“Even the Church was partly guilty … The good news became a message of violence and threat to the Indians. The official Church then failed. It did not dare to adhere to human rights but bowed to the Spanish and Portuguese crowns. The Church was not worried about evangelization … “(Kathpress, January 7, 1992).
“There never was an ‘encounter’ between the two cultures, as is often stated. Indeed, it was a question of cultural destruction in which what mattered was gold, spices and power””(Kathpress, January 7, 1992). Yet, in the Aztec culture, they sacrificed human victims, with thousands of children, and especially children, sacrificed every year.
 Hermann M. Görgen, 500 Jahre Lateinamerika – Licht und Schatten, 2Münster i. W. 1993, digitalized in 2008.
Görgen was appointed ordinary professor at the School of Philosophy of the Catholic University of Salisbury in 1938. He fled his country for political reasons. From 1950 to 1954, he taught at Juiz de Fora (Brazil). From 1957 to 1973, he was the head of the German Government’s Press and Information Office for special affairs with Latin America, and in 1959 became the special representative for Brazil of the German Chancellor Conrad Adenauer. In 1960, he founded the Brazil-Germany Society for Cultural Exchange between the two countries, and one year later, established the Latin American Center, an organization for development cooperation. Görgen played a decisive role also in the founding of the Catholic charitable organization Adveniat.
 The German government’s theological schools have granted numerous honorary doctorates, although some of the honorees have not behaved properly (sometimes also donations have played a decisive role). For example, many turned against Cardinal Meisner’s appointment through the Cologne Declaration – without any member of the School ever having seen, heard him or read a single line of his writings or somehow getting to know better the situation of Cologne, so they did it for strictly ideological reasons. Kräutler’s case was not very different.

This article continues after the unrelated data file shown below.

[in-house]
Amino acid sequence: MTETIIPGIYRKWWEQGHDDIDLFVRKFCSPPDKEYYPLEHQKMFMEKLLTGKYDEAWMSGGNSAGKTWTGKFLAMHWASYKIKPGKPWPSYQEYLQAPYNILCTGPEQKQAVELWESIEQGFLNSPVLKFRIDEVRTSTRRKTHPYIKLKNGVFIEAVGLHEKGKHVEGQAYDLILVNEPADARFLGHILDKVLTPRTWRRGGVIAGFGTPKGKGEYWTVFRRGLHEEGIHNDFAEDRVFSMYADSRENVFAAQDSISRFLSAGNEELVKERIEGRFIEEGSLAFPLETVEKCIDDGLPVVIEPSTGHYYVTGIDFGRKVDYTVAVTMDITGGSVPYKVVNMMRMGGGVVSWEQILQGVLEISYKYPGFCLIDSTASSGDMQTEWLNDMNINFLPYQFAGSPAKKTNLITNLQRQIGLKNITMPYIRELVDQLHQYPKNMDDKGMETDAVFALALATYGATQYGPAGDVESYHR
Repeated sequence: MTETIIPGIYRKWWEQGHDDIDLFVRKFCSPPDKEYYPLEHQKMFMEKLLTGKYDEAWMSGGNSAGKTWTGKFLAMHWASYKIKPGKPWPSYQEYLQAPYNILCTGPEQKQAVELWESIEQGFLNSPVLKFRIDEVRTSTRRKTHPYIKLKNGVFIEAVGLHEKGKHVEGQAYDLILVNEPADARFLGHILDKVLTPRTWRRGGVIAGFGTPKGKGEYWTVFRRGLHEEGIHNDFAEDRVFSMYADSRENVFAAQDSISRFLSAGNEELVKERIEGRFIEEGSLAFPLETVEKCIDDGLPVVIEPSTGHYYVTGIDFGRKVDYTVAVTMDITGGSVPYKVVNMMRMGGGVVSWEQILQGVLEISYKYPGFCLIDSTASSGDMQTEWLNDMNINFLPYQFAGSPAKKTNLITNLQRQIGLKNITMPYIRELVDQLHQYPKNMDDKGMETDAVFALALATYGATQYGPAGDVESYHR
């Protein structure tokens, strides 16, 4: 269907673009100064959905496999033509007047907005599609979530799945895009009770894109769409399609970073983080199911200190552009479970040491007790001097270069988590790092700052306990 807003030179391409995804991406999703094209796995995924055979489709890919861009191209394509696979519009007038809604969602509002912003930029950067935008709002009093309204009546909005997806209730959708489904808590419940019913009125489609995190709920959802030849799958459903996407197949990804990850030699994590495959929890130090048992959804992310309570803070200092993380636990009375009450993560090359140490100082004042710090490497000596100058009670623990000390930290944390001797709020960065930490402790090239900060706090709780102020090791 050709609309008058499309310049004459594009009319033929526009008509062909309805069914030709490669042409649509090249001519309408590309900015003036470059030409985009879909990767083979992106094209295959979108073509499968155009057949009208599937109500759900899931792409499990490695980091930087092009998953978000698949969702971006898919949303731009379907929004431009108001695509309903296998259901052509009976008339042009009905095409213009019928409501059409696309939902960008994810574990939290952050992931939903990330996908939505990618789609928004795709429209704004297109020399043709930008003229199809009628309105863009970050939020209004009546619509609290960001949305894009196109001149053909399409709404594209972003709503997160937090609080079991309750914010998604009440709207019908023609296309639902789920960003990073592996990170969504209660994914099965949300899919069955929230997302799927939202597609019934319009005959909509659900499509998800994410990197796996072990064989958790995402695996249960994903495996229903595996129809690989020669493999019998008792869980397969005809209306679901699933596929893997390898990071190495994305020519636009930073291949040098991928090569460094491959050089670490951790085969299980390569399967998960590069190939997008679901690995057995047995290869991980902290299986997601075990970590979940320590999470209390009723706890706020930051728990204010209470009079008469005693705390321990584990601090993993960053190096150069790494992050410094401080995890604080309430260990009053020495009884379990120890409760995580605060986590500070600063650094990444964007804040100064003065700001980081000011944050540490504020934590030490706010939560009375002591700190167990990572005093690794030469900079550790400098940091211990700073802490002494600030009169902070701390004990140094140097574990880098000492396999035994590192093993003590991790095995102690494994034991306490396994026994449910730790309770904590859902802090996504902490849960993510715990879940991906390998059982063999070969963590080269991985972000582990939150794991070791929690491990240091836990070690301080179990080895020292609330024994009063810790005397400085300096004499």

E. Kräutler, “Die Nacht ist noch nicht vorüber, … Wiederholt sich die Geschichte?”, Orientierung 56 (1992) 65-70, 80-84.
 E. Kräutler, “Der Schrei der Völker von Lateinamerika: Wir wollen leben. Zum Bedenkjahr 1992”, Anzeiger für die Seelsorge, May 1992, 203-206; June 1992, 268-277.
 Pressestelle der Erzdiözese Salzburg, Nr. 33/92 de 14. 3. 1992; Nr. 31/92 de 13. 3. 1992. Erzbischöfliches Sekretariat, 24.3.1992. See also Deutsche Tagespost, March 21, 1992.
 Congregation for the Clergy, Directory for the Ministry and Life of Presbyters, no. 15 (January 31, 1994) Cf. Congregation for the Evangelization of Peoples, Pastoral Guidelines for Diocesan Priests in Mission Territories (October 1, 1989); John Paul II, Encyclical Redemptoris Missio (December 7, 1990), 54.67: AAS 83 (1991), 301-302; 315-316.
 “A pyramidal church, oriented according to the scheme of ‘submission to the authority of God’ should give way to a Church that abandons all religious colonialism and cultivates dialogue instead of authoritarian tutelage and anachronistic inquisition … In the place of the pyramid must enter, according to the spirit of Jesus Christ, the ‘Eucharistic community’” (Voralberger Kirchenblatt, January 4, 1991).
 “The Association of U.S. Catholic Priests (AUSCP) supports the ordination of women to the permanent diaconate and call for the study of, and an open discussion for the ordination of women and married men to the priesthood” (http://www.lepantoinstitute.org/auscp/us-catholic-priests-conspiring-create-priestless-parishes-run-deaconnesses/)